North American Turbocoupe Organization



Squeaky Clutch Pedal
vegas_ss Offline
Senior Member
#1
Lately have been getting an annoying squeak every time I depress the clutch pedal.  Tried looking under the dash to see where I may be able to spray some lubricant but I just can't seem to get a good look as to where.  Definitely coming from under the dash area, at times it goes away but lately it's been somewhat annoying. 

Any ideas?
1987 TC, 5sp, Boport Stage 3 Head/2.1 Cam
1996 Impala SS
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anasazi4st Offline
Senior Member
#2
(07-27-2021, 04:05 AM)vegas_ss Wrote: Lately have been getting an annoying squeak every time I depress the clutch pedal.  Tried looking under the dash to see where I may be able to spray some lubricant but I just can't seem to get a good look as to where.  Definitely coming from under the dash area, at times it goes away but lately it's been somewhat annoying. 

Any ideas?

Well, yes I do have some ideas. It’s the Neutral Safety Switch, assuming you still have it installed.

I have been SOOO tempted to get under there and spray some silicone lubricant or something on it. BUT FORD SAYS NOT TO LUBRICATE IT! It says so not only in the Ford Shop Manual but also on the instruction sheet that comes with a new one.

Mine broke years ago and I just jumpered it. But after the Starter That Would Not Quit (see previous post), I decided to get a new one and re-install it. It is NOT something I would want to repeat; it’s one of most difficult jobs I’ve done in 30 years of ownership. You can’t see what you’re working on, you need fingers like ET to get into the small space between the clutch pedal and the firewall, and re-installing the electrical connector is a job not designed for human hands (or ET’s). You can’t really even get the right tools in there.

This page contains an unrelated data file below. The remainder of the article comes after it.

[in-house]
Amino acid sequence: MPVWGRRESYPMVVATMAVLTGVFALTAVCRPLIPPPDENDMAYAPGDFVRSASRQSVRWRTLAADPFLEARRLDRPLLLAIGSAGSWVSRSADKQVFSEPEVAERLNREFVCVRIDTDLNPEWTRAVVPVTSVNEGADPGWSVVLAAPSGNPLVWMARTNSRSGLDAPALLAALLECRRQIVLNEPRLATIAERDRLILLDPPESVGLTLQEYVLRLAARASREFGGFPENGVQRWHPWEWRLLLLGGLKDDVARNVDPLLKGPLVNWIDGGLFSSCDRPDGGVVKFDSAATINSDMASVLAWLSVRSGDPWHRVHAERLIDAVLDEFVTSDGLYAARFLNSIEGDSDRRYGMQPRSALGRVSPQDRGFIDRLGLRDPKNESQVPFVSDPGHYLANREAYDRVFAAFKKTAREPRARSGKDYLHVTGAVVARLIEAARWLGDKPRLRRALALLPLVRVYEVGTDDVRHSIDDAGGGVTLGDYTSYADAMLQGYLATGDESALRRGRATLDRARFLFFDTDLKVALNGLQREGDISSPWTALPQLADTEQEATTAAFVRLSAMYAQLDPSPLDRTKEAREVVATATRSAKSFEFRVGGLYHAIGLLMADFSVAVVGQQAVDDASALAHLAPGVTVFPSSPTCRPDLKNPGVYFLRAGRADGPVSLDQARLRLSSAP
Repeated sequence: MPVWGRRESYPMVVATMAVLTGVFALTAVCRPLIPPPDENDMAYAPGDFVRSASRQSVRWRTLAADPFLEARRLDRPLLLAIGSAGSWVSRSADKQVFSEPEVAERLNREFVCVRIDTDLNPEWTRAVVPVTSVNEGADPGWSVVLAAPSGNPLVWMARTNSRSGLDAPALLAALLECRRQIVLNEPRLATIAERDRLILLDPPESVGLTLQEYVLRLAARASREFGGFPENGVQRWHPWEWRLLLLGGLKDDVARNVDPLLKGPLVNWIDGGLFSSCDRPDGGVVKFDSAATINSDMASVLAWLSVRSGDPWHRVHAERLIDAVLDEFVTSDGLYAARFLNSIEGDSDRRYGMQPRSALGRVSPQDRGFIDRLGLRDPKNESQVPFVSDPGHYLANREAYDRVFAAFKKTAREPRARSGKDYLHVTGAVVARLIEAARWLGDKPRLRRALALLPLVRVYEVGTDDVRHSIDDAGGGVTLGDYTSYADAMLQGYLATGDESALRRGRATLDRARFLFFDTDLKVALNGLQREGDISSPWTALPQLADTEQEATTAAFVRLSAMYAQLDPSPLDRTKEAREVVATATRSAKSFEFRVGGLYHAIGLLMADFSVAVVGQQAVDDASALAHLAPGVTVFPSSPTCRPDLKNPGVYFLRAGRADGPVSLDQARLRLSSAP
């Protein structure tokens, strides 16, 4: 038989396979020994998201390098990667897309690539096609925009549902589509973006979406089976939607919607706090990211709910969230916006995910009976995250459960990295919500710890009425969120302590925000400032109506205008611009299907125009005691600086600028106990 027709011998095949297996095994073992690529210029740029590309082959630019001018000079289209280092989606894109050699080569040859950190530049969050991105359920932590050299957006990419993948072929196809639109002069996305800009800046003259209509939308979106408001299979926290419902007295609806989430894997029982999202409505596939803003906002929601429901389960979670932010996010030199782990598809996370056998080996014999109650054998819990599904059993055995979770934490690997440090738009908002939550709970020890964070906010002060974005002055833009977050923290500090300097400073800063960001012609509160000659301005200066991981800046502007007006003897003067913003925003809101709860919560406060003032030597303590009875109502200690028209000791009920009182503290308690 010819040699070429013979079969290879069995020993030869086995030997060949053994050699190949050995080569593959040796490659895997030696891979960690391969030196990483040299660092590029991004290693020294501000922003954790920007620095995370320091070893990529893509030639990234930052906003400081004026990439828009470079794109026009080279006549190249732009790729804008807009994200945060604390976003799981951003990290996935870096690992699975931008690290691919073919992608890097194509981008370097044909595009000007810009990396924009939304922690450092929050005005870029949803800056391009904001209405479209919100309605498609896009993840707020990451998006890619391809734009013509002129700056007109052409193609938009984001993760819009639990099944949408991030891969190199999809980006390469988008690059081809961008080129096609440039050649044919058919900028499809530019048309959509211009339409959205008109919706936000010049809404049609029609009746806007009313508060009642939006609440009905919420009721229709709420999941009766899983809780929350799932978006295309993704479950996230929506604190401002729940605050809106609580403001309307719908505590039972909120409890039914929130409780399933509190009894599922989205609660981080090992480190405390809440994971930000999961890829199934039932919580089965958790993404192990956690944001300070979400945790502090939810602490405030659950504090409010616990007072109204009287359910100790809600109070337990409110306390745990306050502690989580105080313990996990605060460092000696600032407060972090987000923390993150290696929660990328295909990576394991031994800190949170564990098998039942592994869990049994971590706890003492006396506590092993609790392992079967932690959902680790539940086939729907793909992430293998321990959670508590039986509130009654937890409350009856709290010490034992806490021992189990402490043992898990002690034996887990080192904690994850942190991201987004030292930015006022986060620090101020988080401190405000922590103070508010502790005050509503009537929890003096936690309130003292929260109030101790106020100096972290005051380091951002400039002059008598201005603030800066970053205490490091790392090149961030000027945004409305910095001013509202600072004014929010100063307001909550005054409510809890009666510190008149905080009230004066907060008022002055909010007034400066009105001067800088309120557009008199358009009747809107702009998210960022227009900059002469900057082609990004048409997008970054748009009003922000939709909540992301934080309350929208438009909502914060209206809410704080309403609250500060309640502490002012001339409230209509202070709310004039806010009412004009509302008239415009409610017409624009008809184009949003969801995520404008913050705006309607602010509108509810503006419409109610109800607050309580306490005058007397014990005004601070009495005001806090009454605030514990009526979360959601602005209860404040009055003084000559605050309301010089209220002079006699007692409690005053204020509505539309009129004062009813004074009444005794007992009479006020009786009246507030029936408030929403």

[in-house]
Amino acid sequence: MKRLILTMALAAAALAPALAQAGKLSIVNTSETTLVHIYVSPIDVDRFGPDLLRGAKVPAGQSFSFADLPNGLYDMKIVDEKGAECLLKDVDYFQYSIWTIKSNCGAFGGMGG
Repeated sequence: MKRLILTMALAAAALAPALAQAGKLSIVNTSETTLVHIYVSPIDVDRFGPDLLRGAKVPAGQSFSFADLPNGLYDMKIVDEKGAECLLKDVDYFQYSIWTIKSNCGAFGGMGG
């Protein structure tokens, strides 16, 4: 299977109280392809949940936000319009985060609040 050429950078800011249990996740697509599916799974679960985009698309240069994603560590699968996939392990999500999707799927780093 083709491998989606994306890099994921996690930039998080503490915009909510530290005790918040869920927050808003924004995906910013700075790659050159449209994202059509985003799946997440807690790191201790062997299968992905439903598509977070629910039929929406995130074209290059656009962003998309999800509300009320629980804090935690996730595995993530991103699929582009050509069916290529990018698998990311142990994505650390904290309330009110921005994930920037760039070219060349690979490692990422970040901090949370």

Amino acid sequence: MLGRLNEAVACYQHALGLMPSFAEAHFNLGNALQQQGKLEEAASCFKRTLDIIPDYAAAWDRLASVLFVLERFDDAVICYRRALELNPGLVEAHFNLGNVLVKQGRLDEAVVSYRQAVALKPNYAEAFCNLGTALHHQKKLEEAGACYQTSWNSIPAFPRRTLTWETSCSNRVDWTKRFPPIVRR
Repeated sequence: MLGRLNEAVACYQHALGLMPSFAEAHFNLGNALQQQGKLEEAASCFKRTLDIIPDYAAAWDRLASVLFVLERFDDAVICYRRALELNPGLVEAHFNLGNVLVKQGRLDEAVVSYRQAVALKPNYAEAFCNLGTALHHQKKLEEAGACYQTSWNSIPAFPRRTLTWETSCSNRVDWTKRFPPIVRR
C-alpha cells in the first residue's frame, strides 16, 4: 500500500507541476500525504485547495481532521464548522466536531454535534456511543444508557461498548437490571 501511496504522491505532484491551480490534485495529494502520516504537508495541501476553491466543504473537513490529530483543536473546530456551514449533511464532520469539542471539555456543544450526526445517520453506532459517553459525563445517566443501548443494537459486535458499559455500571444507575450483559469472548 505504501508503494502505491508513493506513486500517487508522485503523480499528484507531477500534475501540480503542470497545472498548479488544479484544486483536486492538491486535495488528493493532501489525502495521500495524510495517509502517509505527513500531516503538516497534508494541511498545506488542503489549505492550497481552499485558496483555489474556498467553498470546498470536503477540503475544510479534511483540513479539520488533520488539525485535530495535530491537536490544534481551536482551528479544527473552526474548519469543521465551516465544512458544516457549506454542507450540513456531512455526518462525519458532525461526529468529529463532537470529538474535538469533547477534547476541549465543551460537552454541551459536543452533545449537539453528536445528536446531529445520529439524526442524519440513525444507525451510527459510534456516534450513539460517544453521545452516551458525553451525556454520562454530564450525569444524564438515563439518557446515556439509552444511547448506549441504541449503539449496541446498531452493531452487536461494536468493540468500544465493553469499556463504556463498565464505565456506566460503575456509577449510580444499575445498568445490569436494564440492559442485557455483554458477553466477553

Because of that, I’m torn between it breaking again because it really needs lubricating—and listening to the engineers. I would guess the reason they don’t want it lubricated is that attracts dirt, which would eventually cause it to fail. But I DO know that I don’t ever want to do that removal and installation again.

I guess you could use powdered graphite like what’s used in lock cylinders…that’s not greasy and wouldn’t attract dirt (which is probably *why* they use it in lock cylinders). You can see the white “tail” (shaft) under there on the clutch pedal, and the catch at the end of it that engages the switch—so you could probably get the graphite on the shaft, which is what I think is making that noise.
Another proud dues-paying member.

1987 Turbo Coupe w/T5OD, 8.8 axle, grey smoke; most options. Got it in 1991 with 41K miles: 3 turbos, 2 heater cores, 1 T5OD full rebuild, 5 clutches, 1 head gasket, 2 Teves II ABS units, etc. later....
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BradM Offline
Member
#3
Graphite is conductive. I would not use it on electrical items.
1965 Mercury Comet Caliente; 1968 Mercury Monterey; 1969 F100 Ranger; 1987 Thunderbird Turbo Coupe
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vegas_ss Offline
Senior Member
#4